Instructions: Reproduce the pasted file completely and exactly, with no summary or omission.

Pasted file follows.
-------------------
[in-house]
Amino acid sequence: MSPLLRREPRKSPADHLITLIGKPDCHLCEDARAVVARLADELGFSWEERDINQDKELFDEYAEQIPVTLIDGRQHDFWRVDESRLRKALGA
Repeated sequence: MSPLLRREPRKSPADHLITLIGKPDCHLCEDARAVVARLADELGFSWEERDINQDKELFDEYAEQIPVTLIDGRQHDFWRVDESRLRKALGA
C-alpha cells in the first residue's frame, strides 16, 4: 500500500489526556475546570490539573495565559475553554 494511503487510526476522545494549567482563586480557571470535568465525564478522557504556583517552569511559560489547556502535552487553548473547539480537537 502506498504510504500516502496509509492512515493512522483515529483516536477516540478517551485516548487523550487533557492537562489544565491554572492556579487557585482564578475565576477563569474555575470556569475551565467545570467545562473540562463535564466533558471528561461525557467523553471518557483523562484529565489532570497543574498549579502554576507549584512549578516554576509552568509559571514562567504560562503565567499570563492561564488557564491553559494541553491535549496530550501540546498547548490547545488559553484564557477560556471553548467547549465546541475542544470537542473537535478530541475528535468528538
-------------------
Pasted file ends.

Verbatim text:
[in-house]
Amino acid sequence: MSPLLRREPRKSPADHLITLIGKPDCHLCEDARAVVARLADELGFSWEERDINQDKELFDEYAEQIPVTLIDGRQHDFWRVDESRLRKALGA
Repeated sequence: MSPLLRREPRKSPADHLITLIGKPDCHLCEDARAVVARLADELGFSWEERDINQDKELFDEYAEQIPVTLIDGRQHDFWRVDESRLRKALGA
C-alpha cells in the first residue's frame, strides 16, 4: 500500500489526556475546570490539573495565559475553554 494511503487510526476522545494549567482563586480557571470535568465525564478522557504556583517552569511559560489547556502535552487553548473547539480537537 502506498504510504500516502496509509492512515493512522483515529483516536477516540478517551485516548487523550487533557492537562489544565491554572492556579487557585482564578475565576477563569474555575470556569475551565467545570467545562473540562463535564466533558471528561461525557467523553471518557483523562484529565489532570497543574498549579502554576507549584512549578516554576509552568509559571514562567504560562503565567499570563492561564488557564491553559494541553491535549496530550501540546498547548490547545488559553484564557477560556471553548467547549465546541475542544470537542473537535478530541475528535468528538